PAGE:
Big changes afoot on mobile chargers

Consumers will no longer have to buy a charger together with their new mobile device. Instead, they will be able to use their old one, thus saving money and better protecting the environment from plastic and electronic waste.

This will be possible thanks to the adoption of the report on the common charger for all mobile devices in the European Parliament’s committee on the internal market and consumer protection.

The author of the report is S&D vice-president Alex Agius Saliba (pictured) and his report received overwhelming support, not just from the entire S&D Group, but also from other political groups. If the Commission and the member states agree with his report in the upcoming inter-institutional negotiations, companies will have up to 9 months to put the new rules into practice after the entry into force of the new legislation.

He said: "For us, Socialists and Democrats, it is a matter of principle to make a common charger a reality. It is good for consumers, it is good for the environment. Thus, we save money and also spare the planet from 10,000 to 13,000 tonnes of the so-called e-waste. The legislative proposal by the European Commission was a good basis to work from. Now we enter into negotiations with the EU member states to have a common charger for all mobile phones and similar devices including tablets, digital cameras, headphones and headsets, handled videogame consoles and portable speakers. In a nutshell, everything that is recharged with a wired cable should be equipped with a USB-type C port, regardless of the device brand.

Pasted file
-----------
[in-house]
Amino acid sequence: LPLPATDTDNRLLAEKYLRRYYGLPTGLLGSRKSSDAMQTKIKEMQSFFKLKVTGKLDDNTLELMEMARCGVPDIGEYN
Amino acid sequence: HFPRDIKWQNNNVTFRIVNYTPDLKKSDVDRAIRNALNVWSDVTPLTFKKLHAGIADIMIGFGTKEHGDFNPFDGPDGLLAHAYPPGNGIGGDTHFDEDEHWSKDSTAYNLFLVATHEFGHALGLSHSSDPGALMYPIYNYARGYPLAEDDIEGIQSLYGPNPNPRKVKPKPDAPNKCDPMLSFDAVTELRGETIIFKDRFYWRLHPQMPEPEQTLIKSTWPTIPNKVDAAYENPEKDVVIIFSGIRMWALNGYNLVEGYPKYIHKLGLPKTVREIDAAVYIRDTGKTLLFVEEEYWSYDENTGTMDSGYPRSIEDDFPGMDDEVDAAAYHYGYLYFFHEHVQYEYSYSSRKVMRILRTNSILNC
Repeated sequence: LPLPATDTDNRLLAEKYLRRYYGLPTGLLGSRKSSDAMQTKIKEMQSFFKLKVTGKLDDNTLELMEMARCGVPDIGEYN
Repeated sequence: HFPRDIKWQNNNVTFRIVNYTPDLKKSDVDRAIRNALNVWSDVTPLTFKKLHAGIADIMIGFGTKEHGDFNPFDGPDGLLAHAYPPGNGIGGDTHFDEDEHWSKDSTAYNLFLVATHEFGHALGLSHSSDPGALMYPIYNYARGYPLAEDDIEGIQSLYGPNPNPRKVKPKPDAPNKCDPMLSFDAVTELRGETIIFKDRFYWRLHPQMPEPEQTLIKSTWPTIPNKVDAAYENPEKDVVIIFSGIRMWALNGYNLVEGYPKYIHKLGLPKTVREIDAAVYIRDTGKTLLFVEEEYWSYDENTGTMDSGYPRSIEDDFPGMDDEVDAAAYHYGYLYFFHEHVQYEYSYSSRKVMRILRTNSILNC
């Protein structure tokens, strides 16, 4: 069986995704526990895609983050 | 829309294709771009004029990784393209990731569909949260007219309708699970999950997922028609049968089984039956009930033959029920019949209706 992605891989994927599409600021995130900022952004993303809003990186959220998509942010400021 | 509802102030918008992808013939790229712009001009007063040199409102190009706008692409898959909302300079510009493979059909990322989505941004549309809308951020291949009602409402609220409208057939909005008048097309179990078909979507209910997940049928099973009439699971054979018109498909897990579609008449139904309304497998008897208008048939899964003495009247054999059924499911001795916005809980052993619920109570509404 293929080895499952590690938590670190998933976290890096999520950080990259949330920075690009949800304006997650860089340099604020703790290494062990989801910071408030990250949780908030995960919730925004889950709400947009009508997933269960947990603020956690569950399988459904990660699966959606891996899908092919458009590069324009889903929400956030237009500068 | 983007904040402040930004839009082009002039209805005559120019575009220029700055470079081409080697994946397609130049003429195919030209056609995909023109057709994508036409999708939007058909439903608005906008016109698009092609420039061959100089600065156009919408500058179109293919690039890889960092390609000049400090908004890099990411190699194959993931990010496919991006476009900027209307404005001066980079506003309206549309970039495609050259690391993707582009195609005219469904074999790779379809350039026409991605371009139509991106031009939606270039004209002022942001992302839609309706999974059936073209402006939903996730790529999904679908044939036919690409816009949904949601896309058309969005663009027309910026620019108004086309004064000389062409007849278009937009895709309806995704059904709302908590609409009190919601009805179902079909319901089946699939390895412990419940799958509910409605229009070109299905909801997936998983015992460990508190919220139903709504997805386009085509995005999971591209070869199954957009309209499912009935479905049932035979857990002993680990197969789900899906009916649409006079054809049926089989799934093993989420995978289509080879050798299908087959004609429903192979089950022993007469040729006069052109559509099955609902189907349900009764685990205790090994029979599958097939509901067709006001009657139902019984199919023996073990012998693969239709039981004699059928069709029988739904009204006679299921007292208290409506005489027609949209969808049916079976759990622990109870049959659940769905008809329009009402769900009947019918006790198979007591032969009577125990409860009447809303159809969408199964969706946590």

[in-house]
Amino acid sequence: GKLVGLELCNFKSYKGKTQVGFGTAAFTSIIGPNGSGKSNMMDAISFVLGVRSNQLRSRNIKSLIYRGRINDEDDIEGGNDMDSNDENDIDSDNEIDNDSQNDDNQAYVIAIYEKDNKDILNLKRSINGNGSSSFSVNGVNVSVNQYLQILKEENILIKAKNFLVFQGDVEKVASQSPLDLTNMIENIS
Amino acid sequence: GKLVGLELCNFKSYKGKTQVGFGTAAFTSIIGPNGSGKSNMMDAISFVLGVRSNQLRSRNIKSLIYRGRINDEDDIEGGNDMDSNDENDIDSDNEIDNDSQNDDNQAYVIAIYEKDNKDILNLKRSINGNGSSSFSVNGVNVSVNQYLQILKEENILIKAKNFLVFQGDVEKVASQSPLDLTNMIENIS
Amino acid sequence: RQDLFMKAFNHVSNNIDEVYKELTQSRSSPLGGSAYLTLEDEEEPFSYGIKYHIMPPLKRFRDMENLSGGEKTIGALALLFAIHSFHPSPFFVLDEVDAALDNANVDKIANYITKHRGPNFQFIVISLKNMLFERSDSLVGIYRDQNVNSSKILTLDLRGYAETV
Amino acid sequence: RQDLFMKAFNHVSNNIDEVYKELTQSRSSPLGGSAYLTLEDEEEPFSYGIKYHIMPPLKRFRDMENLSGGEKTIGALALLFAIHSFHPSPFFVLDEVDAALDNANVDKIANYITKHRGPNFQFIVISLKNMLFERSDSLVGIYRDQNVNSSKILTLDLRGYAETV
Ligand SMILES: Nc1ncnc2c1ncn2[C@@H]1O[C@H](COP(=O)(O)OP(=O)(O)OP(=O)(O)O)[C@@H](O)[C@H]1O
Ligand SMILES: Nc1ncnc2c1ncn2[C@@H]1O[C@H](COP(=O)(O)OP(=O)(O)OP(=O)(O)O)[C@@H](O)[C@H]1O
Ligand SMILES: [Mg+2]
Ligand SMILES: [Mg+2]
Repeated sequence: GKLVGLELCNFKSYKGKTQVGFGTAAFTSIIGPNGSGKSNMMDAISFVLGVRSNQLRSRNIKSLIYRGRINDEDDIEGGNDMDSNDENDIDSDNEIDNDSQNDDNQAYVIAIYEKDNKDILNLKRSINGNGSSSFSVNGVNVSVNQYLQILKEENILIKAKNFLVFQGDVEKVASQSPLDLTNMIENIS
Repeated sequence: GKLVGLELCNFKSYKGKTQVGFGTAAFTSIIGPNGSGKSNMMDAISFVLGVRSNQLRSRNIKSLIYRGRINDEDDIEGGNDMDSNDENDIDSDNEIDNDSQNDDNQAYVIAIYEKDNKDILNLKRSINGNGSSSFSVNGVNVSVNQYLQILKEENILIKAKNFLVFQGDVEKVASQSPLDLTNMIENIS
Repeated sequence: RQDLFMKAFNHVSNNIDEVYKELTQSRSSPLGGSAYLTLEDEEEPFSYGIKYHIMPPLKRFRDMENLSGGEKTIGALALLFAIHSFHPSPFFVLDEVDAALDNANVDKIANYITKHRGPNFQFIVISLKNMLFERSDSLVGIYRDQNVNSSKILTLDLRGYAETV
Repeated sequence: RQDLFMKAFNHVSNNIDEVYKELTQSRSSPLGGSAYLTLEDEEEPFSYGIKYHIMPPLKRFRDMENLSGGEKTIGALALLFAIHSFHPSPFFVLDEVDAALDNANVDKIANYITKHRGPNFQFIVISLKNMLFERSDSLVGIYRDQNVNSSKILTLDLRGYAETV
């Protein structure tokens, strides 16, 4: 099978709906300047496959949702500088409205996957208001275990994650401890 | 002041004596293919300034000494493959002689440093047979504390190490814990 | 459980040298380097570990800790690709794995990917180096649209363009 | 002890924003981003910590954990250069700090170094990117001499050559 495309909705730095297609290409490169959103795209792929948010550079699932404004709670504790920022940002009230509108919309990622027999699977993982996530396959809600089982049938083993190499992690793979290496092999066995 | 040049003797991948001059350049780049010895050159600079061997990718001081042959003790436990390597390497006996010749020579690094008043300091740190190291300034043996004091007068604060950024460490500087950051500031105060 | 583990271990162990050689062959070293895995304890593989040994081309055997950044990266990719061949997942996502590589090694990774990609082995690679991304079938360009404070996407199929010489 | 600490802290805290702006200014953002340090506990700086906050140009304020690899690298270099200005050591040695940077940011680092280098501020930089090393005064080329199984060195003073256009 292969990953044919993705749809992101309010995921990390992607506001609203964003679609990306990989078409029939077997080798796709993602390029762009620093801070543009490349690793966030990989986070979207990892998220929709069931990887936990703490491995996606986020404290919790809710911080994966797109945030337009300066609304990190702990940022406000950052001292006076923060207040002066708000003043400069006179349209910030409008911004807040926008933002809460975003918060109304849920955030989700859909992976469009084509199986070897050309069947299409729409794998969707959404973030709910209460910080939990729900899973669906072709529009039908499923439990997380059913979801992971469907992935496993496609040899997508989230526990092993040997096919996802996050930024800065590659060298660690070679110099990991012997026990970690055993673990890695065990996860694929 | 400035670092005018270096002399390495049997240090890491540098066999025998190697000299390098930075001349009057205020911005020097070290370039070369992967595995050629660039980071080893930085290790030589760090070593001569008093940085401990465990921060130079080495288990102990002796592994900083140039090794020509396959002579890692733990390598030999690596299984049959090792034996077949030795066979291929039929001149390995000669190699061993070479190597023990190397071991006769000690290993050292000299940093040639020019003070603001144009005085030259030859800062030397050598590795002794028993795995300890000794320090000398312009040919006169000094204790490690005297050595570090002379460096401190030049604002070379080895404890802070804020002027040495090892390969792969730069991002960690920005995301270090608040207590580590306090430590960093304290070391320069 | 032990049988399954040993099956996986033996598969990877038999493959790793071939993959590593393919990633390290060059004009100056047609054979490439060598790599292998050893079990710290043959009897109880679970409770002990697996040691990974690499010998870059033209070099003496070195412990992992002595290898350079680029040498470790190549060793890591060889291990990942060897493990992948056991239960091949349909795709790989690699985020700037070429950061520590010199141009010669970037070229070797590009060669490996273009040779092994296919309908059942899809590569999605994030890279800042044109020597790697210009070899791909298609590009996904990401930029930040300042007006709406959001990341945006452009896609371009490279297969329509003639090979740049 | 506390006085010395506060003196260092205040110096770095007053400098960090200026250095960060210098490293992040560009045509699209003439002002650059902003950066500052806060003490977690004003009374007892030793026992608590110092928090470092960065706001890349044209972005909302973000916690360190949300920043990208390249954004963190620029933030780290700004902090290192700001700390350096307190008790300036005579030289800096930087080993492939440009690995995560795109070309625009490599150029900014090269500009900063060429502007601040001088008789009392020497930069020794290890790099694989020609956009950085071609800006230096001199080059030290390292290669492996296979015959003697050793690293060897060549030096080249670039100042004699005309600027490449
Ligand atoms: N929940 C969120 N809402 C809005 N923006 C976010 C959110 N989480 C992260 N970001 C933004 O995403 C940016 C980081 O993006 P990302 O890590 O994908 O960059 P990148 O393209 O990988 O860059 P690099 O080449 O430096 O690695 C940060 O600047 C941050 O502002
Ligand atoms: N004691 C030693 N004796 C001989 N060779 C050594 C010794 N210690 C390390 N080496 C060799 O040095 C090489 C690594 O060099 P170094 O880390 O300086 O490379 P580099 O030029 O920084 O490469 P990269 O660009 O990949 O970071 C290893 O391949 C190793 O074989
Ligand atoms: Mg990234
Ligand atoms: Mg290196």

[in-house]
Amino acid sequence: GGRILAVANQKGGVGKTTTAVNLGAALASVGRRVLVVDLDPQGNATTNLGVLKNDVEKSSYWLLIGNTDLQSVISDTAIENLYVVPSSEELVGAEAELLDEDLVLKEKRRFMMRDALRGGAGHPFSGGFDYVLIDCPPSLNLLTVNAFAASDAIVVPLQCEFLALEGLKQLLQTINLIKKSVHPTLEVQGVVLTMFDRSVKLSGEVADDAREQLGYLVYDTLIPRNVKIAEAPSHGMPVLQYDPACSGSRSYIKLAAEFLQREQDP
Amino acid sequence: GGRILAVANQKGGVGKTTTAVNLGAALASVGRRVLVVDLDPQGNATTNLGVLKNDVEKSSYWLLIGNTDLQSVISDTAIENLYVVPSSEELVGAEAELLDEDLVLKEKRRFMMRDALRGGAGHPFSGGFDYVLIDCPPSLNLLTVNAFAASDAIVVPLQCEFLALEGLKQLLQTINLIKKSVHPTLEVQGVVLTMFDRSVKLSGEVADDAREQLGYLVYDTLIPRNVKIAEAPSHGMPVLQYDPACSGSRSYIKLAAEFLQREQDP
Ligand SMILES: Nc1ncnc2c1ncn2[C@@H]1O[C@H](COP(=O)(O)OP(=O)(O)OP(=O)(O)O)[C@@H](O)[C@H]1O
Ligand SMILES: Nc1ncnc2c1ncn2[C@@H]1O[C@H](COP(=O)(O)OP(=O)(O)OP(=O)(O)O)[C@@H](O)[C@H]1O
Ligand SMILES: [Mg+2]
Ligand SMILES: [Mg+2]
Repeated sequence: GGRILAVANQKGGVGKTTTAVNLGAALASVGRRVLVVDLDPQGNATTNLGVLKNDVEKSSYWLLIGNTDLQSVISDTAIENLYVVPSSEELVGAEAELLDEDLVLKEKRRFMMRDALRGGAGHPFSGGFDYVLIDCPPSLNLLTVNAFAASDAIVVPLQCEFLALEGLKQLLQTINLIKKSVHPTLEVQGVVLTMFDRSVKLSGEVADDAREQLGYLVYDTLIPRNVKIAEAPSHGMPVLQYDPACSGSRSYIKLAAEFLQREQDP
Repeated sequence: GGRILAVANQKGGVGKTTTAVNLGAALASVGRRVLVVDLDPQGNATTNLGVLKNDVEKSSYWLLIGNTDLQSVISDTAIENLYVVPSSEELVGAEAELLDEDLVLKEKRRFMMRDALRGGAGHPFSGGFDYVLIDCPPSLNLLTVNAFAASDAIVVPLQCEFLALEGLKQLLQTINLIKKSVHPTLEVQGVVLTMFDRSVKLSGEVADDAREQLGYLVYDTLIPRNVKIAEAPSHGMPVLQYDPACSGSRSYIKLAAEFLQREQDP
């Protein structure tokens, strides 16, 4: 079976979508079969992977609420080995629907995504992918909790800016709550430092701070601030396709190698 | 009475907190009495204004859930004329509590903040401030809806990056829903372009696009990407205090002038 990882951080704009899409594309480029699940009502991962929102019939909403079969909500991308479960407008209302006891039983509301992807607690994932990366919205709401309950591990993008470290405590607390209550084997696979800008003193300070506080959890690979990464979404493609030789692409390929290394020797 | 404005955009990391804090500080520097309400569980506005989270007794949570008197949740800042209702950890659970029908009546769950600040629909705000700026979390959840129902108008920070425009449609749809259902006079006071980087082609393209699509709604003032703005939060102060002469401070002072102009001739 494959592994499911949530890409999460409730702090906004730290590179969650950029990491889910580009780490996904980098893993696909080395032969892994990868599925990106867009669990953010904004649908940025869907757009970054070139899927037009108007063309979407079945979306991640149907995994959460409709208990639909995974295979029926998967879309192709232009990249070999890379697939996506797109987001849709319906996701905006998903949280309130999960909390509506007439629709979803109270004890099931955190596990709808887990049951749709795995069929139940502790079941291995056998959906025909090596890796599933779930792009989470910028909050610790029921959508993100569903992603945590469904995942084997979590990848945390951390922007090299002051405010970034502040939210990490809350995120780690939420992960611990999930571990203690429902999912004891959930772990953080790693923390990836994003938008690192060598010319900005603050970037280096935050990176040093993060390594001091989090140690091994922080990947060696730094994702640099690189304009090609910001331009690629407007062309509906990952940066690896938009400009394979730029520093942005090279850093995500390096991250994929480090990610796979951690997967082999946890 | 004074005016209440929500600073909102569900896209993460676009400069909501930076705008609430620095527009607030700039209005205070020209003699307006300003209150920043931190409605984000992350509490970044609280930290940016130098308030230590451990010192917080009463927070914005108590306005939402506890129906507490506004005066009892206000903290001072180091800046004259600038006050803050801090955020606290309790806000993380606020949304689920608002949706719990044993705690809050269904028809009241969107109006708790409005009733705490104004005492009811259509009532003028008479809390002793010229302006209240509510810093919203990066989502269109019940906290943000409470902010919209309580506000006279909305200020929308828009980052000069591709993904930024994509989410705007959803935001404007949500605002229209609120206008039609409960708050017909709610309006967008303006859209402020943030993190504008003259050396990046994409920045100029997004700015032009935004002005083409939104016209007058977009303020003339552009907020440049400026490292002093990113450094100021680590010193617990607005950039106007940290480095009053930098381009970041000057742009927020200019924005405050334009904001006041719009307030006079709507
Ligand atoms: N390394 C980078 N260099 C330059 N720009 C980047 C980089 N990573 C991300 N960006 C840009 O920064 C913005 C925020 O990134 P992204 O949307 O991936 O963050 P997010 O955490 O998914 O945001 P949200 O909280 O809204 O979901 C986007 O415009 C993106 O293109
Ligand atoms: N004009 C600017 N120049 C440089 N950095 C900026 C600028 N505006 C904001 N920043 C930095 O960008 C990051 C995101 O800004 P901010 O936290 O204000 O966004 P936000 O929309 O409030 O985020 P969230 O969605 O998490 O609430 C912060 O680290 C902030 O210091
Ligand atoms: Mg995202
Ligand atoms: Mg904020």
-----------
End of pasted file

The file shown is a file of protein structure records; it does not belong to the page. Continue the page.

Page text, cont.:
“Our group has been fighting for this for more than a decade. I am proud we enlarged the scope of the legislation in question and added other products to be covered by the new rules, such as laptops, e-readers, earbuds, keyboards, mice, screens, printers, portable navigations, digital radios and electronic toys. I hope the member states will agree with our proposal to also include smart watches, wearable and health trackers, personal care devices and lightening equipment in the scope of the legislation, unless their size is too small and they cannot be adapted to be equipped with a USB-type C port.

“The S&D Group considerably improved the European Commission’s legislative proposal by improving information and labels for consumers and adding provisions on wireless charging, as apparently this is the next step in technology. For this reason we ask the Commission to set the standards by December 2026, taking into account the most appropriate technical solutions and introduce interoperability between different wireless technologies. We are completely aware of the speed of high-tech development and we ask the European Commission to evaluate all new elements every three years and propose any changes, should any be necessary.”

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Staff Reporter

Staff Reporter

EU Today's Staff Reporters cover a wide variety of topics, involving the EU, its institutions, and its 27 member states.

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